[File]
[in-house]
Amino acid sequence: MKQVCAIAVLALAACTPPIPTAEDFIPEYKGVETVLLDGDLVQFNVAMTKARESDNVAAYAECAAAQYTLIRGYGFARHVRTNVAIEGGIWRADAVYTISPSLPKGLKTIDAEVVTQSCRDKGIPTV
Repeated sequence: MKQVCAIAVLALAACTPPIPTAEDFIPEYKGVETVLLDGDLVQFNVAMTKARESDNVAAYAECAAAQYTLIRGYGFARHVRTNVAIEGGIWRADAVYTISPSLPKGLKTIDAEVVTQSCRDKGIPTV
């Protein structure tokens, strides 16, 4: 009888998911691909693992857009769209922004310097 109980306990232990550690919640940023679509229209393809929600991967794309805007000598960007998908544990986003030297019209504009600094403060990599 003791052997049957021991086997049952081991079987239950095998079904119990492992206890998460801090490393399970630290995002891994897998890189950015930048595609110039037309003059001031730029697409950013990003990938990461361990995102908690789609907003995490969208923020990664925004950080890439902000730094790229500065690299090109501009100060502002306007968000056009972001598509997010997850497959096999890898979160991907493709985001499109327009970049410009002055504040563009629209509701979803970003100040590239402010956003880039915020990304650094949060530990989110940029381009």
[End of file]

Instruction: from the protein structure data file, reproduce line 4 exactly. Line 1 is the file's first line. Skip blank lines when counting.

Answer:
């Protein structure tokens, strides 16, 4: 009888998911691909693992857009769209922004310097 109980306990232990550690919640940023679509229209393809929600991967794309805007000598960007998908544990986003030297019209504009600094403060990599 003791052997049957021991086997049952081991079987239950095998079904119990492992206890998460801090490393399970630290995002891994897998890189950015930048595609110039037309003059001031730029697409950013990003990938990461361990995102908690789609907003995490969208923020990664925004950080890439902000730094790229500065690299090109501009100060502002306007968000056009972001598509997010997850497959096999890898979160991907493709985001499109327009970049410009002055504040563009629209509701979803970003100040590239402010956003880039915020990304650094949060530990989110940029381009």